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Cirque Pro Editorial Review


Submitted by vegastradguy on 2007-03-19

Rating: 12345   Go Login to rate this article.   Votes: 5 | Comments: 20 | Views: 6818

by Kate R.


Climbing Shoes…other than “Climbing Shoes” - A review of La Sportiva’s Cirque Pro
by holdplease2

When doing technical approaches or on bigwalls, one often needs to “make a few moves” that mimick crack, face, or slab climbing. Additionally, shoes designed to handle the specific wear and tear associated with climbing may perform better in the long run.

We took a look at several of La Sportiva’s shoes and how they performed on approaches, easy leads, and in the bigwall environement. First, though, here are some my thoughts on what makes a good approach shoe and a good wall shoe, YMMV.

Technical Approach Shoe:

  • Technical Capability: move capability (Shape of toe, rubber)
  • Weight: Weight is particularly important if you plan on carrying the shoes up a climb
  • Protection: For folks who deal with thorny plants in the desert, a leather or thick canvas upper won’t breath as well as mesh, but it will provide more protection
  • Lacing System: If you expect a shoe to edge well, keep your feet blister free, etc. you’re going to want a precise fit. Having a shoe which is easy to adjust can help. Think of lace-up climbing shoes vs. standard street lace-ups. The climbing shoes have more eyelets per side and the eyelets extend further toward the toe of the shoe.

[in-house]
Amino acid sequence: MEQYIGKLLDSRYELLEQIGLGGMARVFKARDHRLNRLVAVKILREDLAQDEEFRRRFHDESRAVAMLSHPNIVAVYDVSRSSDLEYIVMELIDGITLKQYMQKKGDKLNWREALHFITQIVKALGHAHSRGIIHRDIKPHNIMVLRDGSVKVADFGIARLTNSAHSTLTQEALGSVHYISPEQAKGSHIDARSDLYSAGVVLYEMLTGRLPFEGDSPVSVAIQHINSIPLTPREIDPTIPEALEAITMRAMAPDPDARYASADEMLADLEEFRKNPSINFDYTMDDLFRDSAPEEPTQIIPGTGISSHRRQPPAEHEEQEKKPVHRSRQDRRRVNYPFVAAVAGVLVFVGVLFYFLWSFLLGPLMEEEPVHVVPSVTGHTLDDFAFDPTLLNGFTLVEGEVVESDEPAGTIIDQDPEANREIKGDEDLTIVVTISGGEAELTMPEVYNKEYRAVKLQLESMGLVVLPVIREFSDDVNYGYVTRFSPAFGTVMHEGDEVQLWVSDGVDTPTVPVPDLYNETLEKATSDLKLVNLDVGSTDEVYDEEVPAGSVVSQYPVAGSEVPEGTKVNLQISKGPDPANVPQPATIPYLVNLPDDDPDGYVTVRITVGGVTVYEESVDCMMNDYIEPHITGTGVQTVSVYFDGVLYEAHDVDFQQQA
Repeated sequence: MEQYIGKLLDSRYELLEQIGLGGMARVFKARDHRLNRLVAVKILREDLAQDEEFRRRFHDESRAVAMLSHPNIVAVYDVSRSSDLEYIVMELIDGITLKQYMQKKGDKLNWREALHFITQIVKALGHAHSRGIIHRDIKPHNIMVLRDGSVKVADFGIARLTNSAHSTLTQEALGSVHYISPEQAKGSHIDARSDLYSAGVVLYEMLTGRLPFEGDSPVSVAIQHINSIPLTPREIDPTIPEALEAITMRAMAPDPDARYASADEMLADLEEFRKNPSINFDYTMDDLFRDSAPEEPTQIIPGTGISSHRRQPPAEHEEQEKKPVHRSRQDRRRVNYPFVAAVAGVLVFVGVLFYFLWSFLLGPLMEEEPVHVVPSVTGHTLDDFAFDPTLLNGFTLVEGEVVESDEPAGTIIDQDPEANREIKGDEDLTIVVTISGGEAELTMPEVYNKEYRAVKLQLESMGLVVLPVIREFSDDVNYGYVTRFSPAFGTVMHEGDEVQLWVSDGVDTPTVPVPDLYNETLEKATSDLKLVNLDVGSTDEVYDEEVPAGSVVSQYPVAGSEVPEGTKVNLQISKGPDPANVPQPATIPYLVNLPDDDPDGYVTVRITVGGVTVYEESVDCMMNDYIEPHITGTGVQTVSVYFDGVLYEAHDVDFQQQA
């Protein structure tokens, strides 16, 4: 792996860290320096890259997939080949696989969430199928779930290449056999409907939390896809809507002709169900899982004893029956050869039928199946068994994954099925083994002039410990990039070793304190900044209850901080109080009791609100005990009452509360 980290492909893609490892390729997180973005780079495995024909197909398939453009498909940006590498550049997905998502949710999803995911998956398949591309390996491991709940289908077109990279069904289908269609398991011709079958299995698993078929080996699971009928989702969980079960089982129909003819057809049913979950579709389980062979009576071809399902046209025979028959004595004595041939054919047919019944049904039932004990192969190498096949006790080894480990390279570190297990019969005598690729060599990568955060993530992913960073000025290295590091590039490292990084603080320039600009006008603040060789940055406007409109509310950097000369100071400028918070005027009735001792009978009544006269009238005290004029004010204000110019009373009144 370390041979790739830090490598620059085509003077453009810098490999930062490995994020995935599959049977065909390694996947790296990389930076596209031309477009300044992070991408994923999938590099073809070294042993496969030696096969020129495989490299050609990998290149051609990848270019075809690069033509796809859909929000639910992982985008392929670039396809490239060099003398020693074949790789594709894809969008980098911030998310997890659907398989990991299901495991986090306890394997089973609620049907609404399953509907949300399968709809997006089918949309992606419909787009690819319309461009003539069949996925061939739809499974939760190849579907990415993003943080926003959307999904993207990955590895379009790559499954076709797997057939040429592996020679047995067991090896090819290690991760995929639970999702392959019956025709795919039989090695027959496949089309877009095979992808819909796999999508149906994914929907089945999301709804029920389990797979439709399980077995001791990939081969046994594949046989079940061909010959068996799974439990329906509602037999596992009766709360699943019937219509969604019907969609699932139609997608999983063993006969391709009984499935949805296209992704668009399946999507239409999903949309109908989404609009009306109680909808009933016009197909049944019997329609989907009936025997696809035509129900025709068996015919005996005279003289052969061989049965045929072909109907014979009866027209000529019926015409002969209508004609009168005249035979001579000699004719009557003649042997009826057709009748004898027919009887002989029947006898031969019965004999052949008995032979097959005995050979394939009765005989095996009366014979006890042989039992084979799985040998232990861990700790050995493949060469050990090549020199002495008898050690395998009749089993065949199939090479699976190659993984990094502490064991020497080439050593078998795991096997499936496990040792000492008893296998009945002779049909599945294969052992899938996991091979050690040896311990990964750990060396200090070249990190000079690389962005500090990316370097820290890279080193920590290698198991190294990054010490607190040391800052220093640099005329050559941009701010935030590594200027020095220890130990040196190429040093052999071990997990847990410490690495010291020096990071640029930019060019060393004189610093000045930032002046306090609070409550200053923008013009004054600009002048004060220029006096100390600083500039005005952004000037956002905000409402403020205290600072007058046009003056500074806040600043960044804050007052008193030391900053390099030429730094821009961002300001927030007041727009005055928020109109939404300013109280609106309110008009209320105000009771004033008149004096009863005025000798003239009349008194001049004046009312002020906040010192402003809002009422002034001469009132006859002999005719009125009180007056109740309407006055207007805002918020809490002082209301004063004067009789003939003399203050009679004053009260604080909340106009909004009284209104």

• Eyelets: Shoes with standard eyelets, or those where the shoe enters the back of the upper and pokes out through the top can result in excessive wear on the laces when the sides of the shoe rub on aiders or are jammed into cracks between boulders. Eyelets which consist of loops of abrasion resistant nylon through which the laces thread reduce wear and tear on laces meaning fewer blowouts.

Wall Shoe:

  • Support: When you are spending hours on lead standing tall in your aiders and bounce testing hard, your feet take a lot of abuse. Even in the burliest of aiders (Yates Ladders with 1.5 inch steps) foot fatigue can take its toll on your good time. While a shoe with a more supportive sole may seem bigger and clunkier than your standard approach shoe, you won’t regret going for the extra support. Folks who decide to climb walls in free climbing shoes often end up hating life. At the very least, if you choose this path, use some supportive inserts.
  • Toe Durability: Shoes worn on a big wall receive a lot of wear and tear on a very small area- the inside edge of the big toe. Every time you stand in your aiders, bounce test gear, jug the line, or haul, the inside of your shoe is pressed and rubs against the stone. With this in mind, examine the construction of the toe-box for any shoe that you expect to last on a big wall. Shoes with exposed foam mid-sole are likely to deteriorate quickly, resulting in “flapper sole.” Further still, shoes without a toe rand will likely wear through the shoe upper after a few walls.
  • Balance of Rubber Stickiness vs. Durability: Balancing the need for sticky rubber needed for “busting out some free” vs. durability to ensure that the shoe stays in tact for more than one wall.
Rockclimbing Article Image1_large
La Sportiva's Cirque Pro Approach Shoe
courtesy La Sportiva
La Sportiva's Cirque Pro Approach Shoe. Photo courtesy La Sportiva.

La Sportiva Cirque Pro: